When I ask Yvette to run me through her preparations for opening shop, I expect the usual details about how hard it is to find well-trained workers who understand the importance of putting the customer first and making sure service is top-notch. I’m not too far off. Yvette secured the services of “a fabulous lady called Gladys” to train her staff over a three-week period and walk them through the menu:

“From the get-go I made my workers understand that we are here for the customer. I have my pet peeves when I go to different restaurants, so I make sure that all those pet peeves are addressed here as much as we can.”

What I didn’t expect however was a commitment to continuous learning – one so strong the Master’s degree-holder took on brief job stints at three coffee shops in England to gain first-hand understanding of how things work. As far as Yvette is concerned, learning is a vital part of her business model, sustainability, and social responsibility:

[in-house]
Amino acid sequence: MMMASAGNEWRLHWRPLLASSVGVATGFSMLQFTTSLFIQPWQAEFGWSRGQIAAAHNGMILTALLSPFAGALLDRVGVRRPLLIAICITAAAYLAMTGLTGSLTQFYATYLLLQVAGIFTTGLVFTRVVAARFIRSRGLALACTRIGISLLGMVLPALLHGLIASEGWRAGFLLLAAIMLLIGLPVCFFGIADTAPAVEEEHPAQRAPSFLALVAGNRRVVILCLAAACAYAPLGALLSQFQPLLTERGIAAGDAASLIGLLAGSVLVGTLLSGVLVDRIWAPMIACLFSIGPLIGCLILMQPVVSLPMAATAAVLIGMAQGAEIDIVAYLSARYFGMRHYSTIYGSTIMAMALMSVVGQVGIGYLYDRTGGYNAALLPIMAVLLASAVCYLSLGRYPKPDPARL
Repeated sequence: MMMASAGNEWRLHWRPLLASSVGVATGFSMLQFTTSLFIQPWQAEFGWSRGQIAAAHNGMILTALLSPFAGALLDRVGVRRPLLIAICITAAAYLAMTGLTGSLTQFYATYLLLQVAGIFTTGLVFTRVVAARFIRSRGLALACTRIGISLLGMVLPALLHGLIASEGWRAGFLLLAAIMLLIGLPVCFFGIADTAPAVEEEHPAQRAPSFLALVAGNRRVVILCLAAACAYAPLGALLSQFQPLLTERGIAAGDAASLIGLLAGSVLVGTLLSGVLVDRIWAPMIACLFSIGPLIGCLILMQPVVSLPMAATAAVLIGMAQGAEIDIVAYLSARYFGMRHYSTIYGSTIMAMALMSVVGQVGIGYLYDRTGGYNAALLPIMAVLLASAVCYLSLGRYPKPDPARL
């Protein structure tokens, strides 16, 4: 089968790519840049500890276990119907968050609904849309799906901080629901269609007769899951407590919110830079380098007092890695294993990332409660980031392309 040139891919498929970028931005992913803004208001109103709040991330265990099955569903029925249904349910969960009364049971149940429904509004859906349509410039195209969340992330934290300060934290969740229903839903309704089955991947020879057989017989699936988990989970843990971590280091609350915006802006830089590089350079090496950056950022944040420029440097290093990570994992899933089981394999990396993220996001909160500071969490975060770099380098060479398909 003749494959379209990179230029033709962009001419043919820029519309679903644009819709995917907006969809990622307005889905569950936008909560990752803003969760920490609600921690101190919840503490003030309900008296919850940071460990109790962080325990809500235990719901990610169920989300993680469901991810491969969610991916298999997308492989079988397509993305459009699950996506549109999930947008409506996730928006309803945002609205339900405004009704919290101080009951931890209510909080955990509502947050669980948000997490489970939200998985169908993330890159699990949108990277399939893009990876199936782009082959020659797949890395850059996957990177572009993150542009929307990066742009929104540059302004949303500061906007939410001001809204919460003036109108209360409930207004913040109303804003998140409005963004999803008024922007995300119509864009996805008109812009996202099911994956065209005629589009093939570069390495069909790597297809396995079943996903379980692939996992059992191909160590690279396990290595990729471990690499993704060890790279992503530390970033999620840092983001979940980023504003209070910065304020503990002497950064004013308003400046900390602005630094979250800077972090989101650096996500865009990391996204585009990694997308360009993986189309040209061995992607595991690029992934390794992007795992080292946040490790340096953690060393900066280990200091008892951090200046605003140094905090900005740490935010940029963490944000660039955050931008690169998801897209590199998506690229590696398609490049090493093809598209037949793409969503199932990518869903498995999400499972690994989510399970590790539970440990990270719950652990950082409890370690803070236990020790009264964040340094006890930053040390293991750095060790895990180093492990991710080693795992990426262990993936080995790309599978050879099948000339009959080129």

“I have a young wait staff and it’s intentional because I also wanted to make an impact on peoples’ lives that way. Issues will continue to arise that we could not have anticipated when we were doing the main training. It’s a very important part of what I’m doing, for the standards to be high. And I will continue to work on it for ever and ever.”

In addition to reading hospitality books like Danny Mayer’s Setting the Table and following websites like the Business Insider, Yvette draws inspiration from her role model Oprah Winfrey, business and life coach Marie Forleo, and Paulo Coelho’s book The Alchemist. She also has a ‘no negativity’ rule for herself that she adheres to: